Boston Red Sox: Jon Lester and Josh Beckett Most Responsible for Sox Collapse

Andre Khatchaturian@AndreKhatchCorrespondent IIISeptember 29, 2011

BALTIMORE, MD - SEPTEMBER 28: Jon Lester #31 of the Boston Red Sox pitches to a Baltimore Orioles batter during the fifth inning at Oriole Park at Camden Yards on September 28, 2011 in Baltimore, Maryland.  (Photo by Rob Carr/Getty Images)
Rob Carr/Getty Images

Congratulations Boston. Your baseball team just completed the greatest collapse in baseball history.

After seemingly escaping the doldrums of an 86-year curse which was exorcised in 2004, the Red Sox are back to being the old Sox. 

In three of the last four seasons, the Red Sox failed to meet expectations. 

In 2008 they failed to win Game 7 of the ALCS in Tampa Bay with their ace Jon Lester on the mound.

The following year, up 5-3 in Game 3 of the ALDS against Los Angeles, Jonathan Papelbon blew a save and the series ended prematurely.

Last year a mulligan was given because of the numerous injuries. 

But this year there were no excuses. The Red Sox were stacked offensively and had faith in their pitching staff with guys like Josh Beckett, Clay Buchholz and Lester.

Yet they were able to somehow blow a nine-game lead in dramatic fashion. So dramatic that if the Red Sox hadn't won the World Series in 2004 and 2007, it might've been the worst Boston choke ever. 

Worse than Aaron "Bleeping" Boone.

Worse than Billy Buckner.

Worse than Bucky "Bleeping" Dent.

Nevertheless, the Sox season is over and now it's finger pointing time. Everyone wants to point the blame on Terry Francona and Theo Epstein, but that is absolutely irrational. 

Fact of the matter is Tito and Epstein threw a combined zero pitches this year and had a combined zero at-bats. The team Epstein had assembled and Francona had managed was obviously stellar because of the performance they had in the first five months of the season. The Red Sox may not have won the AL East, but they were absolutely headed to October for the first time since 2009. 

Then, the pitching collapsed. 

At first it was inconsistent guys who had bad outings like Tim Wakefield, Erik Bedard and John Lackey. That's expected from them. Red Sox Nation knows that at times these pitchers aren't going to give their best stuff. The Red Sox aren't relying on them to win.

The Red Sox bullpen was slowing down, too. On six separate occasions, the Sox held a lead or were tied after five innings and blew the game.

In these situations in the past, Beckett and Lester have been called upon to stop the bleeding. They are the supposed aces of the squad. They are supposed to rise above the occasion and show the opponent who is boss.

They didn't.

Lester went 1-3 with a 5.40 ERA in September.

Beckett wasn't any better. He went 1-2 with a 5.48 ERA.  

BALTIMORE, MD - SEPTEMBER 26:  Starting pitcher Josh Beckett #19 of the Boston Red Sox throws to a Baltimore Orioles batter during the first inning at Oriole Park at Camden Yards on September 26, 2011 in Baltimore, Maryland.  (Photo by Rob Carr/Getty Imag
Rob Carr/Getty Images

That's not what ace pitchers do. CC Sabathia wouldn't do that. Justin Verlander wouldn't. The Pedro Martinez of old most definitely wouldn't. 

It's unheard of for the ace of a division-leading team to shrink by magnificent proportions when he is called upon to stop the bleeding. 

Don't those two stat lines say everything? 

If Beckett and Lester each had just one more strong outing in their last 10 combined starts, the Red Sox would be in the postseason right now.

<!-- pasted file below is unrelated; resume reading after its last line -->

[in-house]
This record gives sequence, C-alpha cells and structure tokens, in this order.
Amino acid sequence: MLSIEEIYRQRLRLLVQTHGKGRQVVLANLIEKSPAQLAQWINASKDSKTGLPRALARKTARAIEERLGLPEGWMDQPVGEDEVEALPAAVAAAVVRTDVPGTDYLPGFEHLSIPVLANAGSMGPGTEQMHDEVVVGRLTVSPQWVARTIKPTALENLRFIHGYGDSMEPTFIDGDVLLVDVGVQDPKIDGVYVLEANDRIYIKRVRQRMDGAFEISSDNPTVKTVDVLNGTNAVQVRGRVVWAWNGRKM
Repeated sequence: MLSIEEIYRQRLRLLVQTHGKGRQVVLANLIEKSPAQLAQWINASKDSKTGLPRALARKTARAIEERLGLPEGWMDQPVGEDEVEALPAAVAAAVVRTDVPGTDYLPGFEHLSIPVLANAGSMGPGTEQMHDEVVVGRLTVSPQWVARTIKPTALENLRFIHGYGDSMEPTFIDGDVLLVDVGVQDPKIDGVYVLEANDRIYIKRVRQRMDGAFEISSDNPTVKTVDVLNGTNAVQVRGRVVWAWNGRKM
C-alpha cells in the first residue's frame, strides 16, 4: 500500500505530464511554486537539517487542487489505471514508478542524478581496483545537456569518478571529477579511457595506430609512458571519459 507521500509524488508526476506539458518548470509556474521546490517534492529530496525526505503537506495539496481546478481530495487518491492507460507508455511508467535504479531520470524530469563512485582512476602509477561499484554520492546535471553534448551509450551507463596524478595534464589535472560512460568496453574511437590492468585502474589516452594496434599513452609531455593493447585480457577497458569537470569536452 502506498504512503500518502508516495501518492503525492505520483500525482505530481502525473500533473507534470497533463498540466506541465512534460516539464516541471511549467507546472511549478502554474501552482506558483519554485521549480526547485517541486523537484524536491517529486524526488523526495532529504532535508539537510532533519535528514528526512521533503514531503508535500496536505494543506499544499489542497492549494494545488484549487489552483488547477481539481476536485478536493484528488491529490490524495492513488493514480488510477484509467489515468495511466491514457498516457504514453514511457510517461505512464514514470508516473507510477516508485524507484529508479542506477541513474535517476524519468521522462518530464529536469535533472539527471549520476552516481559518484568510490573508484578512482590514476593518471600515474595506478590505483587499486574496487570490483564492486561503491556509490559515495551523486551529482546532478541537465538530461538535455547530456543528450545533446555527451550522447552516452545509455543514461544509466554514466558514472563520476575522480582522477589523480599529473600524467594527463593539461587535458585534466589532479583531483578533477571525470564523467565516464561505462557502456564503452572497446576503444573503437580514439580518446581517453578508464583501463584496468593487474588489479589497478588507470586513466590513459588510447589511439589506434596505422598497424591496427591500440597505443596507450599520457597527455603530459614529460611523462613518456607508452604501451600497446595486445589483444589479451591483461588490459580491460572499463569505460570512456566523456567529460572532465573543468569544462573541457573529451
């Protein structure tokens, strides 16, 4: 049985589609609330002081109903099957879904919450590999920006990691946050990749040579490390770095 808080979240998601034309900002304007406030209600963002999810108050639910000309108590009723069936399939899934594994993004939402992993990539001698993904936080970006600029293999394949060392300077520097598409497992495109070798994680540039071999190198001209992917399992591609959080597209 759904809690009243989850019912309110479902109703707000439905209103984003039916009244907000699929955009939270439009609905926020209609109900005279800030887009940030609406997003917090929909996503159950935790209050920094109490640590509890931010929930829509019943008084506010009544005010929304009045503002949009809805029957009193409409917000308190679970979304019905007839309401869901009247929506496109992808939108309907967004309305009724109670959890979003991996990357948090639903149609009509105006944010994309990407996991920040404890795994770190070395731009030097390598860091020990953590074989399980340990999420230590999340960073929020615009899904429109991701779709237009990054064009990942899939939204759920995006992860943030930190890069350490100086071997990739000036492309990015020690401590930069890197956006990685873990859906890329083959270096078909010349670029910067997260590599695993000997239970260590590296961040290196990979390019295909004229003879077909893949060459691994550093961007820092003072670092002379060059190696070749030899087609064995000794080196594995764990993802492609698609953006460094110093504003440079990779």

Most importantly, a strong start from them in times of crisis would set the tone for the team. It would give everyone else more confidence. 

Part of the problem for the Sox was that they lost all belief in themselves after they started having losing streaks. It was evident from the body language of players on the field and in the clubhouse. Things seemed like they would always go from bad to worse.

It was the starting aces' job to make sure they stopped losing streaks, and they didn't. They let the bleeding continue and set a tone for the rest of the Red Sox that, if our best pitchers can't stop the bleeding, who can?

That's the reason the Red Sox won't be playing this fall. It's not the offense. The offense was fine despite being riddled with injuries.

Jacoby Ellsbury had eight home runs, 21 RBI and hit .358 in September. Dustin Pedroia had a productive month, hitting .304 and driving in 19 runs. Adrian Gonzalez hit .318 with four jacks. Ortiz dipped from his stellar August but still hit .287. Marco Scutaro had the best month of the year, hitting .387 and driving in 21. And you can't really blame Carl Crawford because the Red Sox were in first place with him struggling all season anyway.

The blame must fall on the pitching staff—most notably Lester and Beckett. In fact, the Red Sox starters had an ERA of 7.08 in the month of September. Boston absolutely needs to address this in the offseason. Lester and Beckett are good pitchers, but they're not aces who lead. 

Beckett is past his prime and Lester has shown on numerous occasions that he shrinks when the pressure increases. Both should stay on the rotation, but the Red Sox absolutely need to go after a big-fish starter in his prime. 

Other than that, the team is fine. Let's not overreact. Firing Francona is not going to change anything. The Red Sox will still be great even if Francona manages the team again. It's the starting pitching in clutch situations and the bullpen that need to be addressed. 

Epstein addressed the offense last offseason. Time to address the defense.

Until then, Sox fans should be grateful for 2004 and 2007. Championships are hard to come by. 


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